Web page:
UPDATED, 2:30 p.m.: Senate Majority Leader Harry Reid is making a formal pitch to Speaker John A. Boehner, R-Ohio, for a broader budget conference.
The Nevada Democrat continues to insist, however, that Boehner put the Senate's "clean" continuing resolution on the House floor to get the government back open as a precondition.
"I propose that you allow this joint resolution to pass, reopening the Government. And I commit to name conferees to a budget conference, as soon as the Government reopens," Reid wrote in a Wednesday letter. "That conference can discuss the important fiscal issues facing our nation."
Reid said in the letter that he viewed the conference as a good venue for broader debates on discretionary spending.
In the letter, Reid compared the situation facing Boehner and the House GOP to his own decisions over continuing funding for the Iraq War after Democrats reclaimed control of the chamber in 2006. At the time, Democratic leaders were under intense pressure from liberals to defund the war to force its end.
"In those days, when President Bush was Commander in Chief, I could have taken the steps that you are taking now to block Government funding in order to gain leverage to end the war," Reid wrote. "I faced a lot of pressure from my own base to take that action. But I did not do that. I felt that it would have been devastating to America."
Boehner quickly rejected the offer, however. His spokesman Michael Steel released a statement, saying, "Offering to negotiate only after Democrats get everything they want is not much of an offer. Today, the House will continue to pass bills that reflect the American people’s priorities. The Senate passed the troop funding bill this weekend — will they now say ‘no’ to funding for veterans, our National Parks and the National Institutes of Health?”
In either case, there's no guarantee Reid could follow through on naming conferees, however. Motions to go to conference are debatable on the Senate floor (which means they are subject to filibuster).
Senate Democrats tried 18 times to get to a conference on a House-Senate budget resolution, but Budget Chairwoman Patty Murray, D-Wash., and others faced persistent GOP objections over concerns that such a conference could create a glide path for raising the debt limit.
UPDATE: Boehner spokesman Michael Steel released the following statement in response to the Reid letter: “The entire government is shut down right now because Washington Democrats refuse to even talk about fairness for all Americans under ObamaCare. Offering to negotiate only after Democrats get everything they want is not much of an offer. Today, the House will continue to pass bills that reflect the American people’s priorities. The Senate passed the troop funding bill this weekend -- will they now say ‘no’ to funding for veterans, our National Parks and the National Institutes of Health?”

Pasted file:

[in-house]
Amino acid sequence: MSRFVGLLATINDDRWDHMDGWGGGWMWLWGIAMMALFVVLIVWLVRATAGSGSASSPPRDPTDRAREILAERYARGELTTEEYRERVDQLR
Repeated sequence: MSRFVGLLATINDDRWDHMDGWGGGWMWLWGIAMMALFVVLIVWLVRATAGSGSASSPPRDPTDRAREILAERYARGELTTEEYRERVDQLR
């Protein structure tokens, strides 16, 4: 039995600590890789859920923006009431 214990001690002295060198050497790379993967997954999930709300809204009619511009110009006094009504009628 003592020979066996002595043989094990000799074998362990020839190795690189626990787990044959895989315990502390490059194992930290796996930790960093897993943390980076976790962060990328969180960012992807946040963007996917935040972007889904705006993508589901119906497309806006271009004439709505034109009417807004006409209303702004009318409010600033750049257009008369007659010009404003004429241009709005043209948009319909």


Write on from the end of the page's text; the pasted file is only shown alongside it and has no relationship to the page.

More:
Meanwhile, WGDB asked three of the four Senate Democratic leaders why their preference is to move to a budget conference at this point, as apposed to an appropriations one. Reid, Sen. Richard J. Durbin, D-Ill., and Sen. Charles E. Schumer, D-N.Y., all seemed to think that the focus should be on the oft-rejected budget conference so that negotiators could set a top-line spending number. But given that the government already is shut down, that the pending clean CR is only for six weeks and the Democratic hope is that a longer-term omnibus can clear Congress before Christmas, it seems like fighting futilely for weeks over spending levels the two sides might never agree on would not be the most effective use of time, even if Senate Democrats could move to appoint conferees without being blocked.
"That's where the budget conference takes you, you agree to a top line figure... then the Appropriations subcommittees can do their work," Durbin said. "[A budget conference] is broader. First, an appropriations committee can't really go to conference because we don't really have a bottom line. We mark to a different number than the House. So the budget committee would work out that number. That's the starting point."
Meredith Shiner contributed in updating this report.